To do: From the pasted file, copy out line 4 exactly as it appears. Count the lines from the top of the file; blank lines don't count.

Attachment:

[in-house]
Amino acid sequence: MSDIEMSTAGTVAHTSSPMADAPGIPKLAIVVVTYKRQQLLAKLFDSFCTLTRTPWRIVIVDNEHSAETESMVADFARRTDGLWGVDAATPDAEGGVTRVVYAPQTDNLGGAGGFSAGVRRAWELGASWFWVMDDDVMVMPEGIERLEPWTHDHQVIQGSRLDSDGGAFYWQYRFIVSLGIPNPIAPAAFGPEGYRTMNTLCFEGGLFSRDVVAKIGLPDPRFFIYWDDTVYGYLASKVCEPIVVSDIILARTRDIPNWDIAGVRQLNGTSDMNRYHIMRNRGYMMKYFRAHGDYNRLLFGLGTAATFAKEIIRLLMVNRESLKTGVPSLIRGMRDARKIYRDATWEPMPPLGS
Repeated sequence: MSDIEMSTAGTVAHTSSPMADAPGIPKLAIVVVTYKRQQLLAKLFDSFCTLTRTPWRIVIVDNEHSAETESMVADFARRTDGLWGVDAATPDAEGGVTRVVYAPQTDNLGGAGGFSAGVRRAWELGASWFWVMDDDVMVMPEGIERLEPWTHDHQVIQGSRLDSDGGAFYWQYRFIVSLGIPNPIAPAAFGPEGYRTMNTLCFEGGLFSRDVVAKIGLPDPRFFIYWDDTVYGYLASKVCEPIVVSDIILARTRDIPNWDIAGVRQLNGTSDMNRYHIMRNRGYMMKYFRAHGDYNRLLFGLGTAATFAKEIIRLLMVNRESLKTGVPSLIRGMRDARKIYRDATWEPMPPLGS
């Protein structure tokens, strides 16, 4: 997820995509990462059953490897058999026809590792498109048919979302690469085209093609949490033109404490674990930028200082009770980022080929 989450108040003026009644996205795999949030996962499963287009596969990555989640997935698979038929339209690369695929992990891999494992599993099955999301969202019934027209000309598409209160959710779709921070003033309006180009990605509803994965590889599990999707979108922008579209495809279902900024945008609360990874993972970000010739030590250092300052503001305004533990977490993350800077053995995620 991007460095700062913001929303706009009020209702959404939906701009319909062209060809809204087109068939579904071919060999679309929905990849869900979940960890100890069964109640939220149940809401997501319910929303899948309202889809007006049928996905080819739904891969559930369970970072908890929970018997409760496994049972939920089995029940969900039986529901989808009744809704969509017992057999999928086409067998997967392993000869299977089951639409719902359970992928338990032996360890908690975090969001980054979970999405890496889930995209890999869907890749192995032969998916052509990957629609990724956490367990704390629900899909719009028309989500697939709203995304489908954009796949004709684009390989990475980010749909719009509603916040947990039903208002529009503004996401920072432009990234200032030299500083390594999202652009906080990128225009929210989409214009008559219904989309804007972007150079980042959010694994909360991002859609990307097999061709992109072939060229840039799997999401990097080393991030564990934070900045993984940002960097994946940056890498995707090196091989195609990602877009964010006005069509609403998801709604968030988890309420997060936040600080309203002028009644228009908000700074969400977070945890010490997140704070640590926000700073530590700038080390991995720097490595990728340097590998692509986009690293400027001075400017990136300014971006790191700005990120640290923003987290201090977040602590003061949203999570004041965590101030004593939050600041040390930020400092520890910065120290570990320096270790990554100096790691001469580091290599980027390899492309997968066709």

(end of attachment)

């Protein structure tokens, strides 16, 4: 997820995509990462059953490897058999026809590792498109048919979302690469085209093609949490033109404490674990930028200082009770980022080929 989450108040003026009644996205795999949030996962499963287009596969990555989640997935698979038929339209690369695929992990891999494992599993099955999301969202019934027209000309598409209160959710779709921070003033309006180009990605509803994965590889599990999707979108922008579209495809279902900024945008609360990874993972970000010739030590250092300052503001305004533990977490993350800077053995995620 991007460095700062913001929303706009009020209702959404939906701009319909062209060809809204087109068939579904071919060999679309929905990849869900979940960890100890069964109640939220149940809401997501319910929303899948309202889809007006049928996905080819739904891969559930369970970072908890929970018997409760496994049972939920089995029940969900039986529901989808009744809704969509017992057999999928086409067998997967392993000869299977089951639409719902359970992928338990032996360890908690975090969001980054979970999405890496889930995209890999869907890749192995032969998916052509990957629609990724956490367990704390629900899909719009028309989500697939709203995304489908954009796949004709684009390989990475980010749909719009509603916040947990039903208002529009503004996401920072432009990234200032030299500083390594999202652009906080990128225009929210989409214009008559219904989309804007972007150079980042959010694994909360991002859609990307097999061709992109072939060229840039799997999401990097080393991030564990934070900045993984940002960097994946940056890498995707090196091989195609990602877009964010006005069509609403998801709604968030988890309420997060936040600080309203002028009644228009908000700074969400977070945890010490997140704070640590926000700073530590700038080390991995720097490595990728340097590998692509986009690293400027001075400017990136300014971006790191700005990120640290923003987290201090977040602590003061949203999570004041965590101030004593939050600041040390930020400092520890910065120290570990320096270790990554100096790691001469580091290599980027390899492309997968066709």